Though largely it will be a combination of air support, embouchure, muscle memory that sneak up on the pesky whooshing just by practising.:old:
 

jbtsax

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Usually just hearing air instead of a tone means the embouchure isn't firm enough, the air doesn't have enough speed and pressure, or the reed is too hard.

You might try these suggestions by Bruce Pearson "The Saxophone Embouchure" Playing a pitch on the mouthpiece alone can be difficult for someone just starting out. I agree with Nigeld's suggestion to play just the mouthpiece and neck to work on tone production. On this "tone producer" blow lots of air and try to get the biggest and nicest sound you can. I like to have my students play long tones watching the second hand on a clock. Start with trying to hold a tone 15 seconds and work up from there. With the mouthpiece in the right spot, usually about halfway on the cork, the "tone producer" alone should sound an Ab concert on alto sax which is the same as F with the octave key, or E concert on the tenor sax which is the same as F#.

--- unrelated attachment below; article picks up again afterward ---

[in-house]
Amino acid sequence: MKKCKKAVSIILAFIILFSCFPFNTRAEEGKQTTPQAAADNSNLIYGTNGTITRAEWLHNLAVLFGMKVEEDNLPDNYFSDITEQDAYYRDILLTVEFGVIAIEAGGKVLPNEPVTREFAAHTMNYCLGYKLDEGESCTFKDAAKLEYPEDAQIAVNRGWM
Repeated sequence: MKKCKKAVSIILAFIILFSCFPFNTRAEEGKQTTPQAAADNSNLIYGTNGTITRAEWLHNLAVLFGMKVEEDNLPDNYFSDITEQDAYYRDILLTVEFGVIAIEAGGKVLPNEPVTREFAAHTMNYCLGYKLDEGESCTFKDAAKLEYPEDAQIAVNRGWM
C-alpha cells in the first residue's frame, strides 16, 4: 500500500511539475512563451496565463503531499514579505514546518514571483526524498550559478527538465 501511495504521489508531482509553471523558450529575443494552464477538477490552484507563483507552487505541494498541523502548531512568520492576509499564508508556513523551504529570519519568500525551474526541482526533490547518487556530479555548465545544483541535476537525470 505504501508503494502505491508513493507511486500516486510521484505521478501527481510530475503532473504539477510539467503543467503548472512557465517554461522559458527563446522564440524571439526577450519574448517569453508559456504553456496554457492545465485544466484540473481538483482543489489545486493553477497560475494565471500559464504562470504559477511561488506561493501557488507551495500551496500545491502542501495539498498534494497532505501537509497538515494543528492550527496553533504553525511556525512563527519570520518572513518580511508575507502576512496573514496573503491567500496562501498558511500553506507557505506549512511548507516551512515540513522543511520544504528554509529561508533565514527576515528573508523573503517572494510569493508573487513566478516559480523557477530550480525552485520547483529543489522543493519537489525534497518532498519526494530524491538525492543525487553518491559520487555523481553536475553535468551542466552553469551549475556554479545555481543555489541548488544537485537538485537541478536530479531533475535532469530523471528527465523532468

A #2 reed is a good strength to start on, and when the embouchure muscles begin to develop (1 to 2 weeks) then move up to a 2 1/2. Good luck and keep us up to date on your progress.
 

randulo

Playing saxophone 21 months - 2.4% of my life
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The suggestion to put the mouthpiece on the neck, make sure the reed is adjusted properly, and get a note from that assemblage is a good one. I do that every time I put the saxophone together in the morning. I blow a note and hold it for a bit. Then I vary the pitch to exercise the embouchure. I find it's a relaxing way to start. I may be crazy, though. One thing not mentioned is the angle of the mouthpiece in the mouth. It's not hard to have the neck or mouthpiece adjusted wrong so it isn't going in at the proper angle. And if the reed isn't straight on the mouthpiece it will also affect the sound, although not with whooshing, more like a "dusty" sound. Some players, according to a teacher, have used that trick to get a certain sound.